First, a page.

When we focus only on ourselves, it gives way to distrust, suspicion, and anger. It can create a tightness inside of us that only loosens as we take others' happiness into consideration. He mentioned the loneliness that comes from the idea of being Tibetan, Buddhist, or the Dalai Lama. Out of seven billion people on Earth, he is the one and only Dalai Lama. But with this attitude, there is too much stress on himself as an individual, and that is a lonely way to live. However, in looking at himself as just another human being, he suddenly gains seven billion brothers and sisters; it removes the barriers of nationality, race, and religion, and creates a sense of oneness. There is joy in place of fear, distrust, and frustration. It's our duty as humans to recognize this in ourselves and in each other; we are the same. We have the same basic needs: food, water, and shelter. We have the same basic desire: happiness. 

The first thing that struck me about the Dalai Lama was the depth of his laughter. This came often, but was funniest when his translator was trying to speak. Every few minutes, he would pause and allowed the translator to speak to the mostly Italian crowd. It was strange because he would say such powerful and moving things, but the applause was always delayed until after it was said again in Italian. At one point, he interrupted and said, "Sometimes I feel hot, then I use this," and dropped a wet towel across his head, which remained there for most of his presentation. After saying it though, laughter that seemed to come from the deepest place rolled out of him, and as he let his translator move on, he continue laughing to himself. He was full of such joy and had the most wonderful sense of humor!

After he finished chuckling, he adopted a more somber attitude. 

While we were enjoying a peaceful and friendly atmosphere, it is important to remember that at this same exact moment, on the same exact planet, there are people so full of fear and anger that they are killing each other. 

Most of the anger and most of the fear that results in violence stem from differences that don't really matter- secondary differences such as nationality or religion. These are secondary because at the fundamental level, what matters is that we are all human. A quote that stuck with me was,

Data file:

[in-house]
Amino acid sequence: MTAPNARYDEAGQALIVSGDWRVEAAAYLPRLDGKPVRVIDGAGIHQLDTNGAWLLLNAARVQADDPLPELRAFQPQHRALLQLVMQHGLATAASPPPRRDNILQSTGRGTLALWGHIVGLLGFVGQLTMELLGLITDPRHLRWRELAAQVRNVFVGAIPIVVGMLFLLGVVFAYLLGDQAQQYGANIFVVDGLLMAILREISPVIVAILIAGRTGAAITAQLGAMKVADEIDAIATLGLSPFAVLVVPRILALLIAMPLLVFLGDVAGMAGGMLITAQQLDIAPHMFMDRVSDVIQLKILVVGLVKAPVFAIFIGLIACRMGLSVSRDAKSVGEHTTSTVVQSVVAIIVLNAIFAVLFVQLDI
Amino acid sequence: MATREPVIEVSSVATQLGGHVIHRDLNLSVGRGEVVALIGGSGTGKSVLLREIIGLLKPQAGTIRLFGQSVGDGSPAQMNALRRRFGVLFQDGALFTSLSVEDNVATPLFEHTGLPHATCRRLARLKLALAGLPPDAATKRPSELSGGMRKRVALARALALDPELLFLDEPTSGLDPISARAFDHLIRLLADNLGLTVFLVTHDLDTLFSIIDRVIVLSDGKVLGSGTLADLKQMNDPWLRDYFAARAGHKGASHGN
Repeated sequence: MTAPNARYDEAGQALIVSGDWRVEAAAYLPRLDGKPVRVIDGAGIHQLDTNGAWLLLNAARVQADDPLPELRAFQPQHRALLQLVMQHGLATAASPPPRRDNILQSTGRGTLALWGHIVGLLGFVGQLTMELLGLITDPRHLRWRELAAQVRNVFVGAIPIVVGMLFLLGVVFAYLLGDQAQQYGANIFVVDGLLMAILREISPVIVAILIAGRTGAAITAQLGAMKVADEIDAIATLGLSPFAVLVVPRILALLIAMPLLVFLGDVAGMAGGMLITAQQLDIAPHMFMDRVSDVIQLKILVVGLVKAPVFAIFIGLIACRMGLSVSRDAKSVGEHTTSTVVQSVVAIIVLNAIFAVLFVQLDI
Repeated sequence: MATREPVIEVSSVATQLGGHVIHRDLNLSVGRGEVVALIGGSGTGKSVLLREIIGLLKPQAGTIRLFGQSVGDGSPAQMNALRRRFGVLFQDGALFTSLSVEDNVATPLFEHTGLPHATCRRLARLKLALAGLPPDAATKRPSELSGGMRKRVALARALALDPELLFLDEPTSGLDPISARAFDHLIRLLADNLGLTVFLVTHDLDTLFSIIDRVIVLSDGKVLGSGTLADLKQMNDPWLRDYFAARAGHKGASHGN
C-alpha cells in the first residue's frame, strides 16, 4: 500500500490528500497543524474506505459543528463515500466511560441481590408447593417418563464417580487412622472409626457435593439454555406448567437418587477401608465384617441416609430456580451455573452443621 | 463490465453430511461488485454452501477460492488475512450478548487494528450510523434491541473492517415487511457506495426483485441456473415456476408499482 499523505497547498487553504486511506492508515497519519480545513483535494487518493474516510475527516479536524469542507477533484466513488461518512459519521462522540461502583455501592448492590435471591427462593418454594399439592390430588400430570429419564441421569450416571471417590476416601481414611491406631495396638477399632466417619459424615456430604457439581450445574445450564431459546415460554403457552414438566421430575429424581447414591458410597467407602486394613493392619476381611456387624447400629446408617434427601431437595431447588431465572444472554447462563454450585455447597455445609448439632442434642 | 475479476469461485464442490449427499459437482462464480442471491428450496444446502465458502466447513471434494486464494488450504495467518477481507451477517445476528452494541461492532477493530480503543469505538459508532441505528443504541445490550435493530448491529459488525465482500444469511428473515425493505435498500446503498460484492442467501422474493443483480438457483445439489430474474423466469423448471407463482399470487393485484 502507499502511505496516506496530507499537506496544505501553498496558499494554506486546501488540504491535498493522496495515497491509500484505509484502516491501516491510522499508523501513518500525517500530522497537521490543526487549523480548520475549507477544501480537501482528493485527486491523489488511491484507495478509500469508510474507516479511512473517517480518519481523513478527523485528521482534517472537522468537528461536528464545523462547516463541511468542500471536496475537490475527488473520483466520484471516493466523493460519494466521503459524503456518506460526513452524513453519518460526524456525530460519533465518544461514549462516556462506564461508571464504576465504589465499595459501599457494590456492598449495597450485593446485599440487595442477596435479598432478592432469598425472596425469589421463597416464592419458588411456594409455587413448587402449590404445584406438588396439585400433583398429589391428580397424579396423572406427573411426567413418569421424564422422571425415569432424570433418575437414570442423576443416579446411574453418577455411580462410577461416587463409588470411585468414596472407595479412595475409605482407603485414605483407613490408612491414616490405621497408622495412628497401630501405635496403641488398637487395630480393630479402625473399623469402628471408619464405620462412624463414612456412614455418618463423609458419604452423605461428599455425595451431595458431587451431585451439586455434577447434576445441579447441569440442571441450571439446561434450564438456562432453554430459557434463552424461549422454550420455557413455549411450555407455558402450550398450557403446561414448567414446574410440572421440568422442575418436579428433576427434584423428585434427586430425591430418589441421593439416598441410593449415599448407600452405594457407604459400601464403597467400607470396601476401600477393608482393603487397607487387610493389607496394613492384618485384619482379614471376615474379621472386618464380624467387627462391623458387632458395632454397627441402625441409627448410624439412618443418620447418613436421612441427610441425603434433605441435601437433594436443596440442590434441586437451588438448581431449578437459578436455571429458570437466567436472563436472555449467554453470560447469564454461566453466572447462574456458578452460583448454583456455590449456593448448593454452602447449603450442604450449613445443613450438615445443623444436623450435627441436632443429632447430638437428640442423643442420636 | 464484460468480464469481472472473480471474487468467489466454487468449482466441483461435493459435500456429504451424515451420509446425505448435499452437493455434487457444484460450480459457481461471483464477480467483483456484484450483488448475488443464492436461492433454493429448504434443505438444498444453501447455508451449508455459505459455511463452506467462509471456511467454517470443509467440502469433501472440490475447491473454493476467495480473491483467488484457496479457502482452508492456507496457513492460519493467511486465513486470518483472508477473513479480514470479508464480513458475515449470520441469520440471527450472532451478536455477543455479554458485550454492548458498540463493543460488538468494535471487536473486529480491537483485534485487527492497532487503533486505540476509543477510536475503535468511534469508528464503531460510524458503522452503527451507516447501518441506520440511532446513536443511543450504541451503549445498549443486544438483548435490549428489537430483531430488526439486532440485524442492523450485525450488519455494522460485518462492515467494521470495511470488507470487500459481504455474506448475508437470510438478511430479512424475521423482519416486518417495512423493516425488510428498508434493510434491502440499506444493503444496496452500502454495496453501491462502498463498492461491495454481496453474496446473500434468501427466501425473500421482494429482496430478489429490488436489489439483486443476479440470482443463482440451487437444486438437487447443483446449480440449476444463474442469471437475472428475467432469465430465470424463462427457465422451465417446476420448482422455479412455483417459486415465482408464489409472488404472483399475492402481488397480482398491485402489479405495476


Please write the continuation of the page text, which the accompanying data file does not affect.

"We need more effort to create a sense of oneness." 

If we can see each other as humans first, then when we recognize differences, we'll be able to approach them with the understanding  that we are all the same. If we can respect what matters to others, then what matters to us will be respected in turn. The fact of the matter is, we don't have an alternative; this is our reality and we need to accept it. Problems are solved through dialogue, but that will only happen through respect and understanding. 

When we ignore our oneness, we begin to see that destroying others is our victory, but that doesn't work anymore. He stressed that in ancient times, communities could be independent and self-sufficient, but that isn't possible in the world we live in today. Our success depends on the success of others, and their success depends on us. Violence, and the concept of "we" versus "they" is outdated. This is meant to be a century of peace and dialogue. Here is my purpose of sharing this post today: His Holiness gave each listener a mission. We're only 16 years into this century. We need to make the effort to understand reality and build this century into the century of peace and compassion. That is our common task. He encouraged us to share this message with our friends, and encourage them to share with theirs. Basically from one person to ten people to a hundred thousand, "we can contribute to changing the world through a change human perception."